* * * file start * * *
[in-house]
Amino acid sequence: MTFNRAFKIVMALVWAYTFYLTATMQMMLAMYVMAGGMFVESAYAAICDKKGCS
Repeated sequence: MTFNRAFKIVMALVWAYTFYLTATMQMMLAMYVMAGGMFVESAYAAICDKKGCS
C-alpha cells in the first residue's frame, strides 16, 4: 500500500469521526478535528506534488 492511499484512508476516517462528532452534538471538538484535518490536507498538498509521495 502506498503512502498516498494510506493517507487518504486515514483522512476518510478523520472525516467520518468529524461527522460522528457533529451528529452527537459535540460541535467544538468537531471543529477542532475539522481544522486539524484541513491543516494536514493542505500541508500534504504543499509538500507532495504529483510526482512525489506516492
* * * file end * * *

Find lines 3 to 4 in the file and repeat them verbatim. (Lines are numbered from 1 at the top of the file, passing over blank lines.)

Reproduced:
Repeated sequence: MTFNRAFKIVMALVWAYTFYLTATMQMMLAMYVMAGGMFVESAYAAICDKKGCS
C-alpha cells in the first residue's frame, strides 16, 4: 500500500469521526478535528506534488 492511499484512508476516517462528532452534538471538538484535518490536507498538498509521495 502506498503512502498516498494510506493517507487518504486515514483522512476518510478523520472525516467520518468529524461527522460522528457533529451528529452527537459535540460541535467544538468537531471543529477542532475539522481544522486539524484541513491543516494536514493542505500541508500534504504543499509538500507532495504529483510526482512525489506516492